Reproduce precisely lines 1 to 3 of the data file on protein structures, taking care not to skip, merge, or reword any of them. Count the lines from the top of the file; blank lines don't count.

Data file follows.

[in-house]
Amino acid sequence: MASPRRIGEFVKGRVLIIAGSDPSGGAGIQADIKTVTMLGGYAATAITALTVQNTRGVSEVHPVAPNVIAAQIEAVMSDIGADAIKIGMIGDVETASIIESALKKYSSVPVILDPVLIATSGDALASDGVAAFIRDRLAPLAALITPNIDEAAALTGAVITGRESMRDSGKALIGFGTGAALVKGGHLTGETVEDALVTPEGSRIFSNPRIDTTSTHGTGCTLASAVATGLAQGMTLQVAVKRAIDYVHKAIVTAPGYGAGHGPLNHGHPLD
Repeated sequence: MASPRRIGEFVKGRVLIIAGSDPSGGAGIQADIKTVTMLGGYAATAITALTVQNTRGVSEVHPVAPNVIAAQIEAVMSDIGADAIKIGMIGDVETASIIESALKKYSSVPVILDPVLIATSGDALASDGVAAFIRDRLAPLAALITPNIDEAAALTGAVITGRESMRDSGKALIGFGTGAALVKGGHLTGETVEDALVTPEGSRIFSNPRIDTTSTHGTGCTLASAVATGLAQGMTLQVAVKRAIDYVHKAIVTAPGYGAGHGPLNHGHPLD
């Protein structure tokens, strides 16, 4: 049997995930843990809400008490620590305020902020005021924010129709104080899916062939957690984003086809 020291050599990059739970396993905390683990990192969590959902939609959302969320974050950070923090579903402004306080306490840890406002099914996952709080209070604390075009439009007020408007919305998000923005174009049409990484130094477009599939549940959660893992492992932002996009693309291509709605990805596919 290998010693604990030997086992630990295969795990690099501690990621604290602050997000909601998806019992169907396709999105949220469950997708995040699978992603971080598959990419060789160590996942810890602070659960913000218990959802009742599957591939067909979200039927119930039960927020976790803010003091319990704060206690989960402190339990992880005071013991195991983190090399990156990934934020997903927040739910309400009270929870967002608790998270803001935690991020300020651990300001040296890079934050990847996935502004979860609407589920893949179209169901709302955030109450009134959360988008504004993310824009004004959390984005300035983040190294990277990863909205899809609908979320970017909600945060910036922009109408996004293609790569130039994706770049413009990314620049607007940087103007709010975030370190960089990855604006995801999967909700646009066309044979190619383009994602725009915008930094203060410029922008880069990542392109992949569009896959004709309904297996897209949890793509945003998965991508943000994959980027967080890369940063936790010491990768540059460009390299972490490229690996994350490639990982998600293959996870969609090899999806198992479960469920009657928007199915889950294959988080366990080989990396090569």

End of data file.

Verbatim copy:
[in-house]
Amino acid sequence: MASPRRIGEFVKGRVLIIAGSDPSGGAGIQADIKTVTMLGGYAATAITALTVQNTRGVSEVHPVAPNVIAAQIEAVMSDIGADAIKIGMIGDVETASIIESALKKYSSVPVILDPVLIATSGDALASDGVAAFIRDRLAPLAALITPNIDEAAALTGAVITGRESMRDSGKALIGFGTGAALVKGGHLTGETVEDALVTPEGSRIFSNPRIDTTSTHGTGCTLASAVATGLAQGMTLQVAVKRAIDYVHKAIVTAPGYGAGHGPLNHGHPLD
Repeated sequence: MASPRRIGEFVKGRVLIIAGSDPSGGAGIQADIKTVTMLGGYAATAITALTVQNTRGVSEVHPVAPNVIAAQIEAVMSDIGADAIKIGMIGDVETASIIESALKKYSSVPVILDPVLIATSGDALASDGVAAFIRDRLAPLAALITPNIDEAAALTGAVITGRESMRDSGKALIGFGTGAALVKGGHLTGETVEDALVTPEGSRIFSNPRIDTTSTHGTGCTLASAVATGLAQGMTLQVAVKRAIDYVHKAIVTAPGYGAGHGPLNHGHPLD